A few years ago, I worked for six months as a teacher’s aid in first grade. The desks in the classroom were arranged around a central area rug, and the teachers often collected the children there to read or teach. I thought this system was great, creating a much more interactive and active environment, though for me, sitting slumped forward and cross legged for half an hour or more caused some back ache.
While teaching on the rug, the kids were expected to sit still and listen. There was to be no touching each other, no playing with their hair, and no tying and untying of shoelaces. Tough rule, I thought, and nearly impossible to keep. When I was six and in first grade, we sat at our desks and studied during all school hours, but no one ever told me that I was not allowed to draw. I happen to concentrate best when I am doodling, and all through my school years, from elementary school to business school, I filled my notebooks with little flowers and shapes.
Keeping a child utterly still and at attention can be as hard as getting the earth to stop moving. What’s the chance that I could convince the world to criss cross apple sauce for a long period of time? One day, when my writing flows, everyone is home, happy, and healthy, I would just press the pause button and order this great big rock to stop. No more transition periods, no more need to adjust to changes, no reason to say good bye to anyone I love. Scary idea, isn’t it? Because then there would be no growth, no travel, no possibility of reshaping life.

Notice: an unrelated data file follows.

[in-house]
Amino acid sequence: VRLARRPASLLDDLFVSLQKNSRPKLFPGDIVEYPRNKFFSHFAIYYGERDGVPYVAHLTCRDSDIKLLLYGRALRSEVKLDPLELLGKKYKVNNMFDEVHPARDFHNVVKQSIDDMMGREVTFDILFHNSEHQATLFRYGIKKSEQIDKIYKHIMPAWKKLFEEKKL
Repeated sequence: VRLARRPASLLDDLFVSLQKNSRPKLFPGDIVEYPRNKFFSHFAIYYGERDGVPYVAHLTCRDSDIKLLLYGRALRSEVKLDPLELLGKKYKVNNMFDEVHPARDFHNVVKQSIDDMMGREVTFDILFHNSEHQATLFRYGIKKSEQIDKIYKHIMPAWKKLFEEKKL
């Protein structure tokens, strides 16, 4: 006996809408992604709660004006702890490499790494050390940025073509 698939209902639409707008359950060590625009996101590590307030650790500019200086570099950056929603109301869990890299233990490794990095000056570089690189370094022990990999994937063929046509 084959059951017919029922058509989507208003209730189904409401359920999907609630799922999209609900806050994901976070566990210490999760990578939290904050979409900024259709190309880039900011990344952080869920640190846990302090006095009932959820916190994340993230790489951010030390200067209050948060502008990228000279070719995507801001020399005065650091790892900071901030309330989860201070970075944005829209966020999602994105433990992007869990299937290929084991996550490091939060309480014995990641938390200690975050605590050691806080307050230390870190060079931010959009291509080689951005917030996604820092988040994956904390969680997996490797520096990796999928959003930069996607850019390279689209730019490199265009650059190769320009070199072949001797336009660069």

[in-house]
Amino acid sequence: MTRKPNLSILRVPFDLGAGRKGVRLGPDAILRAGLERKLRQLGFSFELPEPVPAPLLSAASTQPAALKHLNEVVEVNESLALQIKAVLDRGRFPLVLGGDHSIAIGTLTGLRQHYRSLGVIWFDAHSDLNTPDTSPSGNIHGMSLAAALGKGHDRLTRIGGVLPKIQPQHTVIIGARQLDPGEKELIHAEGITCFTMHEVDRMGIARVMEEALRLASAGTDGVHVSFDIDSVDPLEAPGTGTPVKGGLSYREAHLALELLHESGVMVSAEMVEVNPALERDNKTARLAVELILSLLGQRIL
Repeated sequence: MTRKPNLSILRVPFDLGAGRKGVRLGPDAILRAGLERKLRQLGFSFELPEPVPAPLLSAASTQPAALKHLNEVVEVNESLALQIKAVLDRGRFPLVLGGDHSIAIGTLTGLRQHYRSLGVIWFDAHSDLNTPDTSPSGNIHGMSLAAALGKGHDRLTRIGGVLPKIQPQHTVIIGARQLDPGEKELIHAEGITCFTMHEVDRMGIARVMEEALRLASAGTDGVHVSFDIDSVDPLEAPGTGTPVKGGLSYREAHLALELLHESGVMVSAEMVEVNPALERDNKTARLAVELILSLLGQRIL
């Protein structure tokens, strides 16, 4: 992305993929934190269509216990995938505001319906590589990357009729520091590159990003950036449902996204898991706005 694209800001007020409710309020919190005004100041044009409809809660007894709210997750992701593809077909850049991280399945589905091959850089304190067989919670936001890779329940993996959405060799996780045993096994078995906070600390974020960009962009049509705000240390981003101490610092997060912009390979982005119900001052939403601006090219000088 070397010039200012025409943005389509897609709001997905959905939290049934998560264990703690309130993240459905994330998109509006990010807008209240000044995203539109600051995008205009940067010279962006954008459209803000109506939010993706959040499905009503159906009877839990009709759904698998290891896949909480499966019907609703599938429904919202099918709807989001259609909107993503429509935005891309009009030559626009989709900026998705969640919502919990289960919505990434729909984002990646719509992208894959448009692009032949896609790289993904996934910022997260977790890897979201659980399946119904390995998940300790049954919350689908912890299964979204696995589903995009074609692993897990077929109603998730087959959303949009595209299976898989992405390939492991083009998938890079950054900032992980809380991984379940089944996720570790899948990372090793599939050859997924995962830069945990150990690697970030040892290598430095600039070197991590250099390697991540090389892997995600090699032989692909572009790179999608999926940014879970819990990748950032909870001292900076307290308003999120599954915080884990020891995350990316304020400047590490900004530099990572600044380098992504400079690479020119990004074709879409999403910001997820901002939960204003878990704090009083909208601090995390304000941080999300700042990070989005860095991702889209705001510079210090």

And yet I yearn for stability. Transitions make me unbalanced, and I stop writing. Not writing upsets me, and makes writing even harder, rattling me more. And suddenly there is no end in sight.
Whenever I feel ungrounded like that, the solution that presents itself is practicing meditation. And I’m back to criss cross apple sauce and no moving! For a while, I managed to meditate for fifteen minutes twice a day. I have a hard time sitting still. Thoughts creep up constantly, harassing me. My skin itches and my legs fall asleep. But then, once I’m done, clarity suffuses me. I’m a new woman.
I read once about a man who complained that he has no time to meditate. The Dalai Lama responded by asking: do you have time to breathe? And I realize, as I am writing this, that there are many constants in my life. The beating of my heart. The rise and fall of my breath. The blink of my eyelashes as they keep my eyes moistened. And other, imperceptible happenings, like the never-ending growing of my hair or the flaking off of skin cells.
Amazing, isn’t it? Noticing my own breath, a kind of meditation, can give so much calm. It really does. Now I just need to remember that next time I feel overwhelmed by changes.